Eight Years and the 8 Most Talked-About Galaxies in Galaxy Zoo
Continuing the countdown to Galaxy Zoo’s 8th birthday, below are 8 of the most-commented-on galaxies in the active Galaxy Zoo. They range near (in astronomical terms) and far, from gorgeous disks to space-warping groups, and some of them aren’t even galaxies at all!
8. Galaxies Interacting (Arp 112)
A lovely example of the diversity of structures in the Universe. The central galaxy may have been a perfectly symmetric spiral before it was seriously disturbed by the elliptical galaxy on the left side of the shot, and what’s that wispy thing off to the right? Is it a former part of the central galaxy? And what is this all going to look like in a few billion years? Whatever happens, the volunteers made it clear this is a special one to classify and to look at.
This gorgeous gravitational lens was spotted almost immediately upon the launch of the new Galaxy Zoo within the high-redshift CANDELS data. It generated multiple lively discussions and scientists and volunteers alike weighed in with further information. It turned out in this case that this was one of very few lenses that were already known, but there are likely still unknown lenses buried in the data, waiting to be discovered!
Initially identified as a high-redshift star-forming galaxy by one of our seasoned volunteers, a number of people subsequently looked further into the existing scientific literature. There was a lot of debate about this particular point of light, but in the end the volunteers uncovered a later paper confirming that this green gem (which would actually be either very red or nearly invisible to the human eye, as it’s “green” because it only shows up in the infrared filters used for this image) is actually just a star in our galaxy. Bummer, maybe, but this process is also an important part of science.
This spectacular example of a polar ring galaxy couldn’t have been found in the original Galaxy Zoo or Galaxy Zoo 2, because it only made it into the Sloan Digital Sky Survey when the sky coverage was extended.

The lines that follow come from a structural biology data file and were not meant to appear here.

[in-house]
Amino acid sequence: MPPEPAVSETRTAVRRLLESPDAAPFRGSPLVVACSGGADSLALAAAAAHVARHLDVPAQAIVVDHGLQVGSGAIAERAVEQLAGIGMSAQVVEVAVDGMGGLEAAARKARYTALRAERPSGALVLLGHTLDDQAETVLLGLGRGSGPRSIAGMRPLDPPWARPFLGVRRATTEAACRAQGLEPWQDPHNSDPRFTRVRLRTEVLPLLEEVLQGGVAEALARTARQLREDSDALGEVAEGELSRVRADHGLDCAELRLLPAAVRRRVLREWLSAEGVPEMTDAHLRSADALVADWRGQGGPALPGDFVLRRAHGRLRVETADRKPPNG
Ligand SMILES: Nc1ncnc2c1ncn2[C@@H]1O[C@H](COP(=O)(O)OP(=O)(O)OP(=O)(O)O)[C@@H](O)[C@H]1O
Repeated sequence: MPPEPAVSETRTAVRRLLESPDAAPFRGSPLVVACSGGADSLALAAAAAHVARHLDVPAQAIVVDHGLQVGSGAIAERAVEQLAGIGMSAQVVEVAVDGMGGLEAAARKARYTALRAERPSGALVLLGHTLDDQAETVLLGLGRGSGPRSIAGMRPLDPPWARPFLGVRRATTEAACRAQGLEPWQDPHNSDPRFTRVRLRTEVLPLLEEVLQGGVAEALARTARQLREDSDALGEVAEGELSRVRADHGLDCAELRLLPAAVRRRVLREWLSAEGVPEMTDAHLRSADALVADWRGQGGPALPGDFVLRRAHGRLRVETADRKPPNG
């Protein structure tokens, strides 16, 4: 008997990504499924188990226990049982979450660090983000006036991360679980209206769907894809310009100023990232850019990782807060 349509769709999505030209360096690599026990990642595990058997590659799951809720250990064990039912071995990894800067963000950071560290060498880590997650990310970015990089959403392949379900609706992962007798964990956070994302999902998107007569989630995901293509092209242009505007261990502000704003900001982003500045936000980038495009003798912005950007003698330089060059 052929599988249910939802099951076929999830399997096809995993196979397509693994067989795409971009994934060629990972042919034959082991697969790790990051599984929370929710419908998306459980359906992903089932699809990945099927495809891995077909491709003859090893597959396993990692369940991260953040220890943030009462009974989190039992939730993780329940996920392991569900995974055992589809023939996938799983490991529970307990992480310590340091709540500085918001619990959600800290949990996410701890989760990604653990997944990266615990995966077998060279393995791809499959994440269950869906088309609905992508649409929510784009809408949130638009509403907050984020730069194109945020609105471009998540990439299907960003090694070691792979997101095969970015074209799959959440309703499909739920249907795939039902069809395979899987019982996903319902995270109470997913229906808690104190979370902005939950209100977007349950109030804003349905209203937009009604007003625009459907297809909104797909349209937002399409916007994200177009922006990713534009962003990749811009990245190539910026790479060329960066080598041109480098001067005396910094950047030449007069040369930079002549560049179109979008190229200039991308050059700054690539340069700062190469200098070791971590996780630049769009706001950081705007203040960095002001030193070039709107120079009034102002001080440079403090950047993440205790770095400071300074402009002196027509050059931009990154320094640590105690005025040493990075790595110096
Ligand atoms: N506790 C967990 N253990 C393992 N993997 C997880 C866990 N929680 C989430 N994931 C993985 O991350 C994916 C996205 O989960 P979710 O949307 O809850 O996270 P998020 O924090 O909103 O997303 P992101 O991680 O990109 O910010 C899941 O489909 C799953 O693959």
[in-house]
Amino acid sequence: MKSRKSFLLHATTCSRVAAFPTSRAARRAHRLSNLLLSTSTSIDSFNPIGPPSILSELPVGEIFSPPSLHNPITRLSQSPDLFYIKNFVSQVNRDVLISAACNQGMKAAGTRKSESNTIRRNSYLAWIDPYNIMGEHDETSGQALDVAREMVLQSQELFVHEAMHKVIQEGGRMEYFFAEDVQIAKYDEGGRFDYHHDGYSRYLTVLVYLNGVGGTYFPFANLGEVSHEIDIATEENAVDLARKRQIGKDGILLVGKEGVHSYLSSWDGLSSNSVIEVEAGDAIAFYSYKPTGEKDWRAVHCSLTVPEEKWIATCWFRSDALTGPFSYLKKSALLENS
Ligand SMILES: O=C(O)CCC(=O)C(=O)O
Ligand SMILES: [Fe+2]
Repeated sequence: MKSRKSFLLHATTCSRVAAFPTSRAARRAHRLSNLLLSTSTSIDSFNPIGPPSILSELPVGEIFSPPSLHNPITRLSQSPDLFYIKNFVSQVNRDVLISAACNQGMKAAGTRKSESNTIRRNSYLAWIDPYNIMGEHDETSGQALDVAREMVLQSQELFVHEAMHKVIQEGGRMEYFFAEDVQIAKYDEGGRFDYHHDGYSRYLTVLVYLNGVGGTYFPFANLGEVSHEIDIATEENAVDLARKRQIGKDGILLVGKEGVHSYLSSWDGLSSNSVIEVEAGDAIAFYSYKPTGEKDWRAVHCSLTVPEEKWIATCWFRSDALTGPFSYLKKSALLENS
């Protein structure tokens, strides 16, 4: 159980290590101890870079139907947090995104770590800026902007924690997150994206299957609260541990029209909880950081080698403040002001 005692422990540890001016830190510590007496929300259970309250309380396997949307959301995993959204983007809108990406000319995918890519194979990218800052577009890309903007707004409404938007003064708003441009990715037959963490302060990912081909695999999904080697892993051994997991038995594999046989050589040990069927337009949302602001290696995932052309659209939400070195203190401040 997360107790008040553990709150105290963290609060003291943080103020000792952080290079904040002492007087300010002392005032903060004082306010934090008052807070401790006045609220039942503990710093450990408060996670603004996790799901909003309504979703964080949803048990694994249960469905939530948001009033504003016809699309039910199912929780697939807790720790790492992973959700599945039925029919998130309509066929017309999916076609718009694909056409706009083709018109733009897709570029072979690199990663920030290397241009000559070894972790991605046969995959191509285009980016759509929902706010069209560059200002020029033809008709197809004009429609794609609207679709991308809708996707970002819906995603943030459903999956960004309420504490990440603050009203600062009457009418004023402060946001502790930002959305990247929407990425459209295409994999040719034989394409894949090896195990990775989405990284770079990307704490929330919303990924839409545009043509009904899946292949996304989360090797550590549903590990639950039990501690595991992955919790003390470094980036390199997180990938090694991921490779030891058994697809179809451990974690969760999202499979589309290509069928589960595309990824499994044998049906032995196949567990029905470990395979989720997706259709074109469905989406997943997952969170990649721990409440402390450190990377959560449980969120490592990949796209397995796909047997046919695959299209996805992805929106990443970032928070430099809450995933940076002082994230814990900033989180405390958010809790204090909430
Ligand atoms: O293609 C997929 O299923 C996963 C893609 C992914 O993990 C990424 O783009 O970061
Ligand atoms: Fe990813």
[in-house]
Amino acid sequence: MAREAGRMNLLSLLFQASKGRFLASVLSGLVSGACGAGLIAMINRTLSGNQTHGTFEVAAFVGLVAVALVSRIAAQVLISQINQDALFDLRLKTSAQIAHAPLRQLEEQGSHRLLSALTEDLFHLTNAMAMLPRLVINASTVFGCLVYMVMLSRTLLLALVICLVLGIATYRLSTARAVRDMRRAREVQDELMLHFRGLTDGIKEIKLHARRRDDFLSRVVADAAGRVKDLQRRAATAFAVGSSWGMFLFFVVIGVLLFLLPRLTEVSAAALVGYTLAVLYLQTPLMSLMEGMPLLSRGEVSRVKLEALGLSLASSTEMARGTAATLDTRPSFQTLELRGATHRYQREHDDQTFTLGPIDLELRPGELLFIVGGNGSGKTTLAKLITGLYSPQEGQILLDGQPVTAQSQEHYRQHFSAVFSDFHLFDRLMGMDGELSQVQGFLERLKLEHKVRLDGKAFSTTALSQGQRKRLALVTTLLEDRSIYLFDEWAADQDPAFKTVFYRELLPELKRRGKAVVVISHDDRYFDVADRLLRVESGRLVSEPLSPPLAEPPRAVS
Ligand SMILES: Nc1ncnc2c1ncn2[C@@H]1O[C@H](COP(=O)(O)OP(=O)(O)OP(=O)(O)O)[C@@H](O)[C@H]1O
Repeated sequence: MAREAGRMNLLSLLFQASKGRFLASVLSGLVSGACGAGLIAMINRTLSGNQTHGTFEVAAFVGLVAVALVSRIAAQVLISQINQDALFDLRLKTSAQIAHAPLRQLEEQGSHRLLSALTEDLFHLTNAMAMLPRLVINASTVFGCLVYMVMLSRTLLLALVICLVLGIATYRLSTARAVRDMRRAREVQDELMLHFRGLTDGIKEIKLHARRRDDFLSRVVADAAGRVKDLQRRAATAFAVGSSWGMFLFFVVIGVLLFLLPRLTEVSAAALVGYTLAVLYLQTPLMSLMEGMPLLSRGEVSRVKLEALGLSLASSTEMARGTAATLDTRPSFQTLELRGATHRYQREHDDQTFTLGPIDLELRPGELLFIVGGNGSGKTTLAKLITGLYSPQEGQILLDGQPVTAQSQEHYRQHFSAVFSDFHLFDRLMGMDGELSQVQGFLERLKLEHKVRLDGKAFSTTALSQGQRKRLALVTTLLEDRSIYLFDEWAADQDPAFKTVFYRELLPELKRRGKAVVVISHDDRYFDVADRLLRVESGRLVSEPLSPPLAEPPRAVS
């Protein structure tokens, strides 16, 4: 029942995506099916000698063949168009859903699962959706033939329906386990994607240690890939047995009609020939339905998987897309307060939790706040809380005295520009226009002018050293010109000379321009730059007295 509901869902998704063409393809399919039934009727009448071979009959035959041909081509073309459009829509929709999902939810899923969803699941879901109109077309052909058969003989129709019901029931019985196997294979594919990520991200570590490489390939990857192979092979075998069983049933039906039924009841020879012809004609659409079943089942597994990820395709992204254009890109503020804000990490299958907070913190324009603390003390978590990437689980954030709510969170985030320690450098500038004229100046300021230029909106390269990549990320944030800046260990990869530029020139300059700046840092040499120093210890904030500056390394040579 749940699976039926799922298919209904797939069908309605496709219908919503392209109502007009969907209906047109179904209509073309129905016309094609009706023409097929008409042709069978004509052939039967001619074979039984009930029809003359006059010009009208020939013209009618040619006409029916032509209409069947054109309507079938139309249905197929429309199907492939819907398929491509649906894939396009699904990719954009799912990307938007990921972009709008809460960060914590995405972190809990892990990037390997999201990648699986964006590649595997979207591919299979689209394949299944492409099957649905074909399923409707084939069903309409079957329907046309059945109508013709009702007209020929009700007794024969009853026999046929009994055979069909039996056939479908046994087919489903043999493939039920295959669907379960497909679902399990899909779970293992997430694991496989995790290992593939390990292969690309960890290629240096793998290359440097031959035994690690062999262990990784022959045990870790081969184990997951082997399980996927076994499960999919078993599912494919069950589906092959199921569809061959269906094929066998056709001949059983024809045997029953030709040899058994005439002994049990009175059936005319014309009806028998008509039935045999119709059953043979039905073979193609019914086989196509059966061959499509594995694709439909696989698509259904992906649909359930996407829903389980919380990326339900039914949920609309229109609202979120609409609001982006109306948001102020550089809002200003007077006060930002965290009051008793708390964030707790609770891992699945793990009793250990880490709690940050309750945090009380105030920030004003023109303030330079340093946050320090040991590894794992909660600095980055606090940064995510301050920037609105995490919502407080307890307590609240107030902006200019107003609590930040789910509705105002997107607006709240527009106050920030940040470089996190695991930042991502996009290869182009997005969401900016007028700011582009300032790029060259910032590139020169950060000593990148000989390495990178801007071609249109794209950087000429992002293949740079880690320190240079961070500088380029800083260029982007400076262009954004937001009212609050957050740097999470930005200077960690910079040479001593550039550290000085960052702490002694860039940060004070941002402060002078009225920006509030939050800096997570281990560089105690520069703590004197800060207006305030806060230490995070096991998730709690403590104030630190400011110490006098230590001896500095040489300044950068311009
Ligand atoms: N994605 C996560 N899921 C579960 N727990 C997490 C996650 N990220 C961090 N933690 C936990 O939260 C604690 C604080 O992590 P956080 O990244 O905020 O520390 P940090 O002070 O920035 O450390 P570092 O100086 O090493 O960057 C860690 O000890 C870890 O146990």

It takes a special kind of galaxy crash to make a collisional ring, and you can see this one in progress. It reminded our volunteers and scientists of the Cartwheel galaxy, another spectacular example of these snapshots of a brief moment in time.
Well, this is odd. This galaxy looks like it’s on its own, but it has a rather unusual shape that would usually imply some sort of interaction or collision. Our volunteers discussed what could be causing it – until they viewed a zoomed-out image and it became clear that this galaxy has recently flown by a trio of galaxies, which would be more than enough to disrupt it into this lovely shape.
2. Hubble Resolves the Distant Universe
When a new batch of data taken by the Hubble Space Telescope appeared on the latest Galaxy Zoo, this was one of the first stunners remarked on by several people. Some of the parts of the sky covered by Hubble coincide with the Sloan Digital Sky Survey, and we linked the surveys up via Talk. Our tireless volunteers launched a thread collecting side-by-side images from SDSS and Hubble, showcasing the power of the world’s greatest space telescope. Hubble’s primary mirror is about the same size as that used by the SDSS, so the differences between the images of the same galaxy are due to the blurring effect of the atmosphere.
And, the most talked about image in the latest Galaxy Zoo is…
Okay, okay… If you saw this and said it looks like there isn’t a lot to talk about here, I wouldn’t blame you. And, indeed, there’s only one “short” comment from one of our volunteers, who used our Examine tools and discovered that this little blotch appears to be a very high-redshift galaxy.
However, that same volunteer also started a discussion with the question: just for fun, what’s the highest redshift you’ve found? Others responded, and thus began a quest to find the galaxy in Galaxy Zoo that is the farthest distance from us. This discussion is Galaxy Zoo at its finest, with new and experienced volunteers using the project as inspiration for their own investigations, scouring the scientific literature, and learning about the very early Universe.
It seems like the most likely known candidate so far is a quasar at a redshift of about 5.5 (at which point the Universe was about 1 billion years old), or, if you don’t think a quasar counts, an extended galaxy at z = 4 or so (1.5 billion years old). But there’s just so much science wonderfulness here, all of it from our fantastic volunteers, and it all started with a patchy blob and a sense of curiosity.
Galaxy Zoo started with a million blobs (ish) and a sense of adventure. I think that’s fitting.
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